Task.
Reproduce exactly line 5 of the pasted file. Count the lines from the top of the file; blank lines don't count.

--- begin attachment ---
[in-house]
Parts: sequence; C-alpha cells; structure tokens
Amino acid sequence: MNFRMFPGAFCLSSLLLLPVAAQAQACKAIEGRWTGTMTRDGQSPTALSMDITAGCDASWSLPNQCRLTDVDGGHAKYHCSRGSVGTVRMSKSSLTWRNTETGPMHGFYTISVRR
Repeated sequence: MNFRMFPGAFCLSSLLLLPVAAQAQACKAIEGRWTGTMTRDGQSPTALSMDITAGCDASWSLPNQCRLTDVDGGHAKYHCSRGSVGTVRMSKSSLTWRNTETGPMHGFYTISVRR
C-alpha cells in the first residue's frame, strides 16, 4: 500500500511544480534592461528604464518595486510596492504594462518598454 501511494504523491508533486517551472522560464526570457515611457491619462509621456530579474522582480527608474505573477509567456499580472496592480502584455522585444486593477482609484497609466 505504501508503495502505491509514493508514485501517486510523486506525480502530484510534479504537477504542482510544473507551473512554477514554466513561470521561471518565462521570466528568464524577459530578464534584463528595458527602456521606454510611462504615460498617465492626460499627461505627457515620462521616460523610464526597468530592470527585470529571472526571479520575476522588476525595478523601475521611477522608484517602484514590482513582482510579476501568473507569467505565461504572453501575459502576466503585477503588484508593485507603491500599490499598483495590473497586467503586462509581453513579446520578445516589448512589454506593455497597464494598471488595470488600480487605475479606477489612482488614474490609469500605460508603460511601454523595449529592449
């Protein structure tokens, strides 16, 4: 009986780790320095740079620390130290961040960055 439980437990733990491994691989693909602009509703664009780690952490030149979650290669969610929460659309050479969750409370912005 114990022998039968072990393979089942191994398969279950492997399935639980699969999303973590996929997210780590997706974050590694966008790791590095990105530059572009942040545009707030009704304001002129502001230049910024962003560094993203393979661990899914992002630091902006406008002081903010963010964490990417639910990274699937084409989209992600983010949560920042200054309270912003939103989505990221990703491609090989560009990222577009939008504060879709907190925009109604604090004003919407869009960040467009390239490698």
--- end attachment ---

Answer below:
C-alpha cells in the first residue's frame, strides 16, 4: 500500500511544480534592461528604464518595486510596492504594462518598454 501511494504523491508533486517551472522560464526570457515611457491619462509621456530579474522582480527608474505573477509567456499580472496592480502584455522585444486593477482609484497609466 505504501508503495502505491509514493508514485501517486510523486506525480502530484510534479504537477504542482510544473507551473512554477514554466513561470521561471518565462521570466528568464524577459530578464534584463528595458527602456521606454510611462504615460498617465492626460499627461505627457515620462521616460523610464526597468530592470527585470529571472526571479520575476522588476525595478523601475521611477522608484517602484514590482513582482510579476501568473507569467505565461504572453501575459502576466503585477503588484508593485507603491500599490499598483495590473497586467503586462509581453513579446520578445516589448512589454506593455497597464494598471488595470488600480487605475479606477489612482488614474490609469500605460508603460511601454523595449529592449